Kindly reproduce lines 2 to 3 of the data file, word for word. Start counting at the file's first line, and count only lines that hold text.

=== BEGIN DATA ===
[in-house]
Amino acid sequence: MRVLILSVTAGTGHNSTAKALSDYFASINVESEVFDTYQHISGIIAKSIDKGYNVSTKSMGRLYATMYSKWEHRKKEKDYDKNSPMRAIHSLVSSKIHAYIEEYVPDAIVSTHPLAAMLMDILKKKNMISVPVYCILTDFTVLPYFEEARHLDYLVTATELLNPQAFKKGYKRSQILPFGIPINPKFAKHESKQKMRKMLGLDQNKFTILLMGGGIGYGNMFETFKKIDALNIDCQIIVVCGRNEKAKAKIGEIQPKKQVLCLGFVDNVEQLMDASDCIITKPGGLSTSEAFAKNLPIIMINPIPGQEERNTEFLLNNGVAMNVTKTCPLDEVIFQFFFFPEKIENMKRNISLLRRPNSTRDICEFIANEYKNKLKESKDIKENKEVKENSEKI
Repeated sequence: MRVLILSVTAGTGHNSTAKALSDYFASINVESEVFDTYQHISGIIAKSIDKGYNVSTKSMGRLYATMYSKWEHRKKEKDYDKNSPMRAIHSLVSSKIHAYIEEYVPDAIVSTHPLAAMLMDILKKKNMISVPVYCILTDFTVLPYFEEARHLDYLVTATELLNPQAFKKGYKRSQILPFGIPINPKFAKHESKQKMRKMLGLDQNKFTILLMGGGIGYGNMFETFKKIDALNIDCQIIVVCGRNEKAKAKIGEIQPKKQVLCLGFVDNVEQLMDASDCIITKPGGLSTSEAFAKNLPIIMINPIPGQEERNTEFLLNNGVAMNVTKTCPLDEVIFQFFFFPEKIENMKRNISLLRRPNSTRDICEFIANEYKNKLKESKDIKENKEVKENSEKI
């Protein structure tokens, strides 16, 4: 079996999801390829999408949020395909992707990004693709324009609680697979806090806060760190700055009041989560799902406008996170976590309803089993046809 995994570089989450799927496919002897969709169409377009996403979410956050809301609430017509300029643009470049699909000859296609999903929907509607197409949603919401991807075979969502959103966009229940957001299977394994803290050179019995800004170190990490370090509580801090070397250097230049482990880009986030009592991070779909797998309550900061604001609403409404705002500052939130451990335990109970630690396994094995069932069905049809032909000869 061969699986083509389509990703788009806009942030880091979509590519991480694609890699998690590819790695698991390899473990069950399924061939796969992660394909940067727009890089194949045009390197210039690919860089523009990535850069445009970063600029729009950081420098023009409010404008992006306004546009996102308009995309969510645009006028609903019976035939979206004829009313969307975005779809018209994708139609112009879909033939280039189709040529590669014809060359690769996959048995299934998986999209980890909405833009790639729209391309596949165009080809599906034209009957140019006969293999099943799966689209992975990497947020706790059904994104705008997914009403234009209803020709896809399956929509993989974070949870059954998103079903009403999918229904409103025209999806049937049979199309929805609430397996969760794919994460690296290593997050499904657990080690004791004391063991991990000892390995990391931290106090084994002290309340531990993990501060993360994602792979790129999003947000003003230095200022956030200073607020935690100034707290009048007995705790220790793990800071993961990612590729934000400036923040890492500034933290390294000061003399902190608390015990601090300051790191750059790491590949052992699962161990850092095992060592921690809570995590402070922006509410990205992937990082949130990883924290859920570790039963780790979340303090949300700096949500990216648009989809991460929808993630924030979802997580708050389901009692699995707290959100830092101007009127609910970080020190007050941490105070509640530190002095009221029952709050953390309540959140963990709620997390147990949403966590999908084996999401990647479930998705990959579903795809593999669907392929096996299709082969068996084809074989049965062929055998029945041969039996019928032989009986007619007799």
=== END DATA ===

Amino acid sequence: MRVLILSVTAGTGHNSTAKALSDYFASINVESEVFDTYQHISGIIAKSIDKGYNVSTKSMGRLYATMYSKWEHRKKEKDYDKNSPMRAIHSLVSSKIHAYIEEYVPDAIVSTHPLAAMLMDILKKKNMISVPVYCILTDFTVLPYFEEARHLDYLVTATELLNPQAFKKGYKRSQILPFGIPINPKFAKHESKQKMRKMLGLDQNKFTILLMGGGIGYGNMFETFKKIDALNIDCQIIVVCGRNEKAKAKIGEIQPKKQVLCLGFVDNVEQLMDASDCIITKPGGLSTSEAFAKNLPIIMINPIPGQEERNTEFLLNNGVAMNVTKTCPLDEVIFQFFFFPEKIENMKRNISLLRRPNSTRDICEFIANEYKNKLKESKDIKENKEVKENSEKI
Repeated sequence: MRVLILSVTAGTGHNSTAKALSDYFASINVESEVFDTYQHISGIIAKSIDKGYNVSTKSMGRLYATMYSKWEHRKKEKDYDKNSPMRAIHSLVSSKIHAYIEEYVPDAIVSTHPLAAMLMDILKKKNMISVPVYCILTDFTVLPYFEEARHLDYLVTATELLNPQAFKKGYKRSQILPFGIPINPKFAKHESKQKMRKMLGLDQNKFTILLMGGGIGYGNMFETFKKIDALNIDCQIIVVCGRNEKAKAKIGEIQPKKQVLCLGFVDNVEQLMDASDCIITKPGGLSTSEAFAKNLPIIMINPIPGQEERNTEFLLNNGVAMNVTKTCPLDEVIFQFFFFPEKIENMKRNISLLRRPNSTRDICEFIANEYKNKLKESKDIKENKEVKENSEKI